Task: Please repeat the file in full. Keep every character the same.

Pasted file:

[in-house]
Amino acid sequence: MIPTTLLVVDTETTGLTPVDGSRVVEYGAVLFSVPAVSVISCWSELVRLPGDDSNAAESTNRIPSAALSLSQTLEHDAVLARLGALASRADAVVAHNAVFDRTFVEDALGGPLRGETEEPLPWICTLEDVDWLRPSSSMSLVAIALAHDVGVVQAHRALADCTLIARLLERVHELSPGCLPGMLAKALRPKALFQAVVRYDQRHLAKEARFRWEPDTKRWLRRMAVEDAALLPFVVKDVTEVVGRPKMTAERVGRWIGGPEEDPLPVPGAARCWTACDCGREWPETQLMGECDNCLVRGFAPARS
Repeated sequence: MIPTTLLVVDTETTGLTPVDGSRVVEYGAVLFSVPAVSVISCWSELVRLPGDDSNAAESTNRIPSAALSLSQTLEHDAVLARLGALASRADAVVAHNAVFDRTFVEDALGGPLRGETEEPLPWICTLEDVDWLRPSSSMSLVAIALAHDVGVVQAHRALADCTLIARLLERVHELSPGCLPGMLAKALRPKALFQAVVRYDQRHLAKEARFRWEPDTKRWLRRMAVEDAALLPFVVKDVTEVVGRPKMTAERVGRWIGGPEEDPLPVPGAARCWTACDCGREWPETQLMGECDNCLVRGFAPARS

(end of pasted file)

[in-house]
Amino acid sequence: MIPTTLLVVDTETTGLTPVDGSRVVEYGAVLFSVPAVSVISCWSELVRLPGDDSNAAESTNRIPSAALSLSQTLEHDAVLARLGALASRADAVVAHNAVFDRTFVEDALGGPLRGETEEPLPWICTLEDVDWLRPSSSMSLVAIALAHDVGVVQAHRALADCTLIARLLERVHELSPGCLPGMLAKALRPKALFQAVVRYDQRHLAKEARFRWEPDTKRWLRRMAVEDAALLPFVVKDVTEVVGRPKMTAERVGRWIGGPEEDPLPVPGAARCWTACDCGREWPETQLMGECDNCLVRGFAPARS
Repeated sequence: MIPTTLLVVDTETTGLTPVDGSRVVEYGAVLFSVPAVSVISCWSELVRLPGDDSNAAESTNRIPSAALSLSQTLEHDAVLARLGALASRADAVVAHNAVFDRTFVEDALGGPLRGETEEPLPWICTLEDVDWLRPSSSMSLVAIALAHDVGVVQAHRALADCTLIARLLERVHELSPGCLPGMLAKALRPKALFQAVVRYDQRHLAKEARFRWEPDTKRWLRRMAVEDAALLPFVVKDVTEVVGRPKMTAERVGRWIGGPEEDPLPVPGAARCWTACDCGREWPETQLMGECDNCLVRGFAPARS